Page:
Matt Slauson set as backup plan

FLORHAM PARK, N.J. -- Now they have a contingency plan for the contingency plan.

With All-Pro center Nick Mangold expected to miss the first game of his career, the New York Jets used Colin Baxter -- an undrafted rookie -- with the starting offense Wednesday in practice. No surprise there; Baxter is the choice to replace Mangold on Sunday against the Oakland Raiders.

But -- and this is an interesting twist -- the Jets used left guard Matt Slauson at center at the end of practice for about a dozen plays. Slauson did double duty, also playing center for the scout team. If Baxter gets hurt or really struggles in his first NFL start, the Jets could move Slauson to the middle, with second-year backup Vladimir Ducasse coming off the bench to play left guard.

"Obviously, it would be a little more stressful, but I'd adjust," said Slauson, referring to the prospect of having to play center in a game.

Slauson has played center only once in his career, and it was for only three plays in 2009. It happened in a game at Tampa, when Mangold was briefly shaken up. Slauson said they called the three easiest plays in the playbook during his cameo.

The Jets' offensive line, for years the model of continuity, is on the verge of musical-chairs mode. Their universe was altered Sunday, when Mangold suffered a high-ankle sprain. Officially, the Jets haven't ruled him out this week, but they're prepared to play without him.

"I'll never say never, but I don't see it happening this week," coach Rex Ryan said.

Mangold is off crutches, but he's still in a walking boot and didn't set foot on the practice field. He hasn't given up hope for this week, but he acknowledged the last thing he wants is to come back too soon.

"You don't want anything lingering, and I think that's the fear of the injury, trying to rush back before it's ready," he said.

It hasn't come to this yet, but Mangold was asked what he might say to Ryan to try to persuade him to let him give it a go.

"Umm, please?" Mangold said with a smile. "That's usually a good way to start. Plus, it's out in Oakland, and that's close to wine country. I'm sure I could get him a nice bottle while we're out there. I figure that might help."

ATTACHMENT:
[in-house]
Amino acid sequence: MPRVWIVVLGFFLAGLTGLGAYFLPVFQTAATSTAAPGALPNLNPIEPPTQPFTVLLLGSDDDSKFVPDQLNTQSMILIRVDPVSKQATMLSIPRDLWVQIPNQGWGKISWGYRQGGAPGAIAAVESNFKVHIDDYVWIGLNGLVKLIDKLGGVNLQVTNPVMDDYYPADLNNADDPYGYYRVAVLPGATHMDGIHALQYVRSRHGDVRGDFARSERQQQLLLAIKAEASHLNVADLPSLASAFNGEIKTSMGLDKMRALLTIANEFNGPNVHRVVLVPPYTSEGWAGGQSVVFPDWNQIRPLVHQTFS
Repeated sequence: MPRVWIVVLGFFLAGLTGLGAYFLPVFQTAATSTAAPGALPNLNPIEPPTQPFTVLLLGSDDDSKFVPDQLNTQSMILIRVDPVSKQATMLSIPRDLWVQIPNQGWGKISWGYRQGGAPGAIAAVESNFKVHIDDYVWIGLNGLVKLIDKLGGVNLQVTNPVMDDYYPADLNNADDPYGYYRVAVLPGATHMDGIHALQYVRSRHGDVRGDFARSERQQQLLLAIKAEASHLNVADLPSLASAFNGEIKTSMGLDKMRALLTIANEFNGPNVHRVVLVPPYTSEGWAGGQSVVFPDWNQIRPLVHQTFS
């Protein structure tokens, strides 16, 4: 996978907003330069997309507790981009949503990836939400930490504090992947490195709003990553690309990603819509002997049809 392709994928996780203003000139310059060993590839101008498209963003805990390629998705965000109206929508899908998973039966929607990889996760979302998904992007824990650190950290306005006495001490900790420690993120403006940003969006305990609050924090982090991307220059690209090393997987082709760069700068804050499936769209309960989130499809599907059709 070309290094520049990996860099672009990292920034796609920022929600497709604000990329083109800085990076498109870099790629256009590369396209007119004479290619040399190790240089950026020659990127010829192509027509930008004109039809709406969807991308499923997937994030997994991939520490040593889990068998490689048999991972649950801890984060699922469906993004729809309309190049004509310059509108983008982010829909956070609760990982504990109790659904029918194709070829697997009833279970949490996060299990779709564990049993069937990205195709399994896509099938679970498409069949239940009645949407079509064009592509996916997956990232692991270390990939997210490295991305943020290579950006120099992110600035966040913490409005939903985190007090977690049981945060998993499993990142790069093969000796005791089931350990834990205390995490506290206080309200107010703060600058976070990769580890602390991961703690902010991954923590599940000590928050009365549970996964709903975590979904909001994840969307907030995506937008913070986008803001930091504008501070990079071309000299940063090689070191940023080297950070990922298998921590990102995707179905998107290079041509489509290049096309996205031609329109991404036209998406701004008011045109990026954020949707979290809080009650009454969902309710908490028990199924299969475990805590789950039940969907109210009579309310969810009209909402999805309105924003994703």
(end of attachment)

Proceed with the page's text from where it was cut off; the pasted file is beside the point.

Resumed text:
The Jets' backup center, Rob Turner, is out for several more weeks with a broken leg, so the Jets have turned their desperate eyes to Baxter, whom they acquired on waivers Sept. 4 from the San Diego Chargers. Baxter is on a crash course, spending extra time in the film room with Mangold and Turner.

The line will make adjustments to account for Baxter's lack of experience. Instead of having him make the line calls, the coaches will give that job to right guard Brandon Moore, who made the calls in practice. He admittedly flubbed a few, but he expects to be on point by Sunday.

Ryan and Baxter's teammates have made sure to express confidence in his ability to get the job done, but it's a nerve-wracking situation. Mangold is the rock of the line, having started 82 straight games.

"I'm not (Brett) Favre, but 82 is a special thing," he said. "But I'm not going to put myself or the team in detriment over it."

Mangold's absence would mean an adjustment for everyone, including quarterback Mark Sanchez.

"After practice, we were going over some of the calls and in my head, I'm thinking, 'What would Nick want me to do?'" he said. "You get spoiled by Nick."

If Baxter can't do it, it's going to put the line in a precarious position. Ducasse, the disappointing former second-round pick, hasn't taken reps at left guard since last season. But Ryan said he'd feel more comfortable with Ducasse than Caleb Schlauderaff -- a natural guard -- because Schlauderaff still is learning the system. He was acquired only three weeks ago in a trade with the Green Bay Packers.

Ducasse struggled in the preseason, but he received a vote of confidence from general manager Mike Tannenbaum, who said Monday he still believes Ducasse will have "a great career."

Rich Cimini covers the Jets for ESPNNewYork.com. Information from The Associated Press was used in this report.